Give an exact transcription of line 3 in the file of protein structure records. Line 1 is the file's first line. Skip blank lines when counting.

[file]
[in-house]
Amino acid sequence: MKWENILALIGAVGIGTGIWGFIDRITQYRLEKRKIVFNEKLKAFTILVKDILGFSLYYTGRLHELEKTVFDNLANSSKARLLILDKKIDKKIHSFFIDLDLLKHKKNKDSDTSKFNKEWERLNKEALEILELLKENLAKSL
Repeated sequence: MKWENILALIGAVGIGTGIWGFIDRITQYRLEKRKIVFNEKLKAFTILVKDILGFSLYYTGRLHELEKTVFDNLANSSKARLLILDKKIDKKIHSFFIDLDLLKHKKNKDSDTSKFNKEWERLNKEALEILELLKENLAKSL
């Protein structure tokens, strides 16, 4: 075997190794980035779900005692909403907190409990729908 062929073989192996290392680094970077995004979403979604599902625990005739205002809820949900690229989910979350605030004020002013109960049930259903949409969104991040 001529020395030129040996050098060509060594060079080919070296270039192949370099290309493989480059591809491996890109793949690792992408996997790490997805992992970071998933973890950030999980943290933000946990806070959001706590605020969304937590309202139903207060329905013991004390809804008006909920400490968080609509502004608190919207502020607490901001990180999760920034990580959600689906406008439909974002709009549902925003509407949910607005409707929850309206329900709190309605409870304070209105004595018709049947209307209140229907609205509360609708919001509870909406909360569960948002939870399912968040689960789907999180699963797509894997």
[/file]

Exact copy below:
Repeated sequence: MKWENILALIGAVGIGTGIWGFIDRITQYRLEKRKIVFNEKLKAFTILVKDILGFSLYYTGRLHELEKTVFDNLANSSKARLLILDKKIDKKIHSFFIDLDLLKHKKNKDSDTSKFNKEWERLNKEALEILELLKENLAKSL